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Book Chapter

Occam’s Inversion of 3-D Electrical Resistivity Tomography

By
Douglas J. LaBrecque
Douglas J. LaBrecque
SteamTech Environmental Services Bakers Field, CA 93309, USA.
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Gianfranco Morelli
Gianfranco Morelli
SteamTech Environmental Services Bakers Field, CA 93309, USA.
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William Daily
William Daily
SteamTech Environmental Services Bakers Field, CA 93309, USA.
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Abelardo Ramirez
Abelardo Ramirez
Lawrence Livermore National Laboratory, L-156, 7000 East Avenue, Livermore, CA 94550, USA.
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Paul Lundegard
Paul Lundegard
UNOCAL CERT, 376 S. Valencia Avenue, Brea, CA 92621, USA.
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Published:
January 01, 1999

Summary

Electrical resistivity tomography (ERT) images the electrical properties of the subsurface from dc resistivity measurements between surface and borehole electrodes. We experiment with 3-D inversion of ERT using finite-element forward solution and a conjugate-gradient inverse routine. The algorithm finds the smoothest model (Occam’s inversion) that fits the data to a given prior error level. The algorithm takes 10 to 20 iterations to converge but requires only a single forward solution per iteration and does not require direct solution of a large system of equations.

Inversion of data from two sites is shown. The first site tests the ability of ERT to monitor leaks around large metal tanks at the Hanford Reservation in Washington State. Data were collected and inverted from 16 wells placed around a circular tank. The tank is of heavy-gauge steel covered with concrete, is 15 m in diameter, and extends 2 m below the ground surface. The 3-D algorithm was modified to allow the smoothness operator to be decreased at the tank boundary. The 3-D inversion was necessary to produce an accurate picture of the leak.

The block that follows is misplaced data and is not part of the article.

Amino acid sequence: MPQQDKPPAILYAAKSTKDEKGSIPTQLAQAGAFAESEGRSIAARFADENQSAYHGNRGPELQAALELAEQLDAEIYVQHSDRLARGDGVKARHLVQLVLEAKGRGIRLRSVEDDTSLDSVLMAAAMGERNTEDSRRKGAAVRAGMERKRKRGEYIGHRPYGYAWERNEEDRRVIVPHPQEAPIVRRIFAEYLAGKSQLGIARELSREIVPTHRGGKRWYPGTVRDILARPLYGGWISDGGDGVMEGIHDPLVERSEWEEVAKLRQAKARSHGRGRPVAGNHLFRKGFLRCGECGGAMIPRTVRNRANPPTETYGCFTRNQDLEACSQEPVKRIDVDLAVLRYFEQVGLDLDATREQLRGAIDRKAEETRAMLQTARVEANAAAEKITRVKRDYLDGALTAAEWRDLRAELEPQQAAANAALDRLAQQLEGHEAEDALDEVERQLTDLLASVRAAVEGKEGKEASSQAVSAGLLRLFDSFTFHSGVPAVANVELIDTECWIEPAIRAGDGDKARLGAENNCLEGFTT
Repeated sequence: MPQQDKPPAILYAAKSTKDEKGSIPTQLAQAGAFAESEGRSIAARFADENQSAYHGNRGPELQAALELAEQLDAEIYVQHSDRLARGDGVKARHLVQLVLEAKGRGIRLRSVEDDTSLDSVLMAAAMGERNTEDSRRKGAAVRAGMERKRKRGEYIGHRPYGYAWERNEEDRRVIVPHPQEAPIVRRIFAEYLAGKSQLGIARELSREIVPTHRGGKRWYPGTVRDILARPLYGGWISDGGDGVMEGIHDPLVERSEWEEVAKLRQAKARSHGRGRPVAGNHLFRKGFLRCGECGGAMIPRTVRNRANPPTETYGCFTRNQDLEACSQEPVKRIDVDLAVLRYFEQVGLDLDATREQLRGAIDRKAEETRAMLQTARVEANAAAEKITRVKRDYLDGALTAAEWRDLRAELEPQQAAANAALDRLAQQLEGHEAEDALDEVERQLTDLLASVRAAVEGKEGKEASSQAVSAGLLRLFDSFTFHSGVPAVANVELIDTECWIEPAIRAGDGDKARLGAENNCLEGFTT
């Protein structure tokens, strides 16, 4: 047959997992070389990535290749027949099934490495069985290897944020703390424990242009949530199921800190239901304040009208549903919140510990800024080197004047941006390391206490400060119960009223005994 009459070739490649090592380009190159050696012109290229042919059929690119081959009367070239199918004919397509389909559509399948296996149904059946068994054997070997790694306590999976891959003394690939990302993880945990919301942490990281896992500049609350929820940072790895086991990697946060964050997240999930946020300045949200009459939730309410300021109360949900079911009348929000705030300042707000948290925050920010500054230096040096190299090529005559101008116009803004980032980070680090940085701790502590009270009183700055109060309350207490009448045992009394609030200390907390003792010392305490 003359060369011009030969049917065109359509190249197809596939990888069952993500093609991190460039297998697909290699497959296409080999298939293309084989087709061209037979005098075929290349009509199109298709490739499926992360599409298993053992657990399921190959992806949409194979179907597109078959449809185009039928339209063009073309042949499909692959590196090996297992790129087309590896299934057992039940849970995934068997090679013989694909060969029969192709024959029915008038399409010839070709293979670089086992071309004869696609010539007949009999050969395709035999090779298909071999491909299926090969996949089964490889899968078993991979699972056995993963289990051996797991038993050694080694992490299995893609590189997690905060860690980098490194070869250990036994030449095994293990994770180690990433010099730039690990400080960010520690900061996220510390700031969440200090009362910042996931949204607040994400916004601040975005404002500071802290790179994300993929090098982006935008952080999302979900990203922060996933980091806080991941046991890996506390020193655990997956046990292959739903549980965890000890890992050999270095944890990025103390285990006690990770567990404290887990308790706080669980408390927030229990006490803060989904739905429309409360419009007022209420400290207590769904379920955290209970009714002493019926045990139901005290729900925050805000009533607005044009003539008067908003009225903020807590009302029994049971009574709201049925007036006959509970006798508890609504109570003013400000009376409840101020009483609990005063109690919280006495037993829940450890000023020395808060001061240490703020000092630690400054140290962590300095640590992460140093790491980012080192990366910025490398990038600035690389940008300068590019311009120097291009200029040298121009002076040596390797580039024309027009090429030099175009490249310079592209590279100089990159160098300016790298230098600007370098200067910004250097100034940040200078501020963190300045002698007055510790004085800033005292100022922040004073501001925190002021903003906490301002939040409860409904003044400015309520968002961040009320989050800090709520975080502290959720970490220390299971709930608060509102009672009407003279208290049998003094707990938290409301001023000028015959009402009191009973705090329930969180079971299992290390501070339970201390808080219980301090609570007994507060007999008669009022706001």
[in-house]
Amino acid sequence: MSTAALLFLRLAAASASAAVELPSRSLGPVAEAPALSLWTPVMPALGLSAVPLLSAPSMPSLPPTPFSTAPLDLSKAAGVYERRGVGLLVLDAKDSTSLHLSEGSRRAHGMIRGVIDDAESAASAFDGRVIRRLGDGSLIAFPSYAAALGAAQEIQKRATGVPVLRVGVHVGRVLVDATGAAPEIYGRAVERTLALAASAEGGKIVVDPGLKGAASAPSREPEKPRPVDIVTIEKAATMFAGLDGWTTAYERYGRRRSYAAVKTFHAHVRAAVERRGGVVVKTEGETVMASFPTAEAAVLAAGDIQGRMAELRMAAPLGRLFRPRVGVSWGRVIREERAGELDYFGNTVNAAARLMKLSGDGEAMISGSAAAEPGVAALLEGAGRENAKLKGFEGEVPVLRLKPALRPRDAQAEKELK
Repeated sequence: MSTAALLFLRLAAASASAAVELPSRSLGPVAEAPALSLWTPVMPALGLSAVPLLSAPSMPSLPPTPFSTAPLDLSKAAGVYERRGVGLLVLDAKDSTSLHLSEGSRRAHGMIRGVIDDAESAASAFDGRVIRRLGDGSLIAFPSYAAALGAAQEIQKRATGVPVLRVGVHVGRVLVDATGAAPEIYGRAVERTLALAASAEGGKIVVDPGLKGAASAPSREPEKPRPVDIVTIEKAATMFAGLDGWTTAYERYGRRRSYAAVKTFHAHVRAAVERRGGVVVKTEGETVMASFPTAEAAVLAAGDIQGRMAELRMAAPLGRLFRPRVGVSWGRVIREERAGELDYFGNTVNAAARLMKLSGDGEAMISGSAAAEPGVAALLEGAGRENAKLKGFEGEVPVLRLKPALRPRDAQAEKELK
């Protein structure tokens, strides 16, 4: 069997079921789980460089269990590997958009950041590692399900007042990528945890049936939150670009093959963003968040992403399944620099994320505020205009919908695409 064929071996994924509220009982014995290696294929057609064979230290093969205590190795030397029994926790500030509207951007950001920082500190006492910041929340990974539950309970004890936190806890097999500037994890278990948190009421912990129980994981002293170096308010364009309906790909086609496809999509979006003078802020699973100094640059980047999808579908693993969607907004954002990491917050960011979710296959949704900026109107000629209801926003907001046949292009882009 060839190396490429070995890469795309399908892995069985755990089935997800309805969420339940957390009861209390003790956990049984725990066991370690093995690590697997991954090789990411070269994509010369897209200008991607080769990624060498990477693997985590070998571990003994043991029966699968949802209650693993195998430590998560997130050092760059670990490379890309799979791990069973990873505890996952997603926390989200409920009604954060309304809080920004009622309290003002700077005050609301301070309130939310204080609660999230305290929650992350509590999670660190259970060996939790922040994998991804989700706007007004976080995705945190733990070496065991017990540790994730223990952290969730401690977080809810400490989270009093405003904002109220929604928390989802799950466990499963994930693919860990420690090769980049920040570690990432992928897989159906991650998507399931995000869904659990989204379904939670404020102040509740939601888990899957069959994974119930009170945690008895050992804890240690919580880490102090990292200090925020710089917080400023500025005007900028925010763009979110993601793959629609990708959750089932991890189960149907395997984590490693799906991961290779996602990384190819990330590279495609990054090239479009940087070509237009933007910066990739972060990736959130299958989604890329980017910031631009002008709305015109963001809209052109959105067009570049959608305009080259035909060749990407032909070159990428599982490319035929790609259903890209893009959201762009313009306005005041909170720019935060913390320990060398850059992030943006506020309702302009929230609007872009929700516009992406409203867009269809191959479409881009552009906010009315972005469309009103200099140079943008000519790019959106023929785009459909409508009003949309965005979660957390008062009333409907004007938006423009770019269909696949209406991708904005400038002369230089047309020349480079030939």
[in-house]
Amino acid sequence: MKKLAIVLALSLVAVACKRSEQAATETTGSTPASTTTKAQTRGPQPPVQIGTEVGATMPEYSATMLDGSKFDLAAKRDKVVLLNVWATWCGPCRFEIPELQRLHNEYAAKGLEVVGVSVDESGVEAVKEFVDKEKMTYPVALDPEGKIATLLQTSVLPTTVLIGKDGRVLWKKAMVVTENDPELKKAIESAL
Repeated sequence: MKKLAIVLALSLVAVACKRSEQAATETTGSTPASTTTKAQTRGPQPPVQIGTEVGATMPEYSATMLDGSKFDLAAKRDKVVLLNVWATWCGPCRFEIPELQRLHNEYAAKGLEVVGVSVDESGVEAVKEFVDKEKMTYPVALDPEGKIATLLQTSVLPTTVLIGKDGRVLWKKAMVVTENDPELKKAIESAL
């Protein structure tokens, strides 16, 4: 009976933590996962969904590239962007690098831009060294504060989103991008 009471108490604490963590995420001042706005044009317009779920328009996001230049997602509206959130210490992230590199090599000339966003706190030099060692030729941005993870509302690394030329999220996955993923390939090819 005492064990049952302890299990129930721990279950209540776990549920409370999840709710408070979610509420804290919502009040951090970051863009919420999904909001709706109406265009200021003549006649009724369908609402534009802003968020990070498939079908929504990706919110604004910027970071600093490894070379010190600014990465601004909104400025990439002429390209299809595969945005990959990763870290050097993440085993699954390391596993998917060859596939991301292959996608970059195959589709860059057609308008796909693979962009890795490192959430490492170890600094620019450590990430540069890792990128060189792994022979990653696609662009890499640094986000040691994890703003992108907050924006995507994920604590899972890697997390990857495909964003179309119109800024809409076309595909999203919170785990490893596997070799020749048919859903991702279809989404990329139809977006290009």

At a second site, ERT was used to monitor the injection of air from a vertical well at a shallow petroleum remediation site. Using a cone penetrometer, three electrode strings were placed in the ground on the corners of a right triangle. The background of the site was assumed to be layered. Results of 3-D and 2-D inversion agreed well when the regions of interest were approximately 2-D. Air injection caused large changes in resistivity. At early times, these were confined to an area near the injection point. Later, the changes were along a dipping, tabular region. At the latest times, there is evidence of mixing of brackish water at the depth of the injection point with freshwater in a shallower aquifer on the site. This mixing would have decreased the resistivity and thus the apparent size and magnitude of the zone of influence of sparging.

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Contents

Geophysical Developments Series

Three-Dimensional Electromagnetics

Society of Exploration Geophysicists
Volume
7
ISBN electronic:
9781560802154
Publication date:
January 01, 1999

GeoRef

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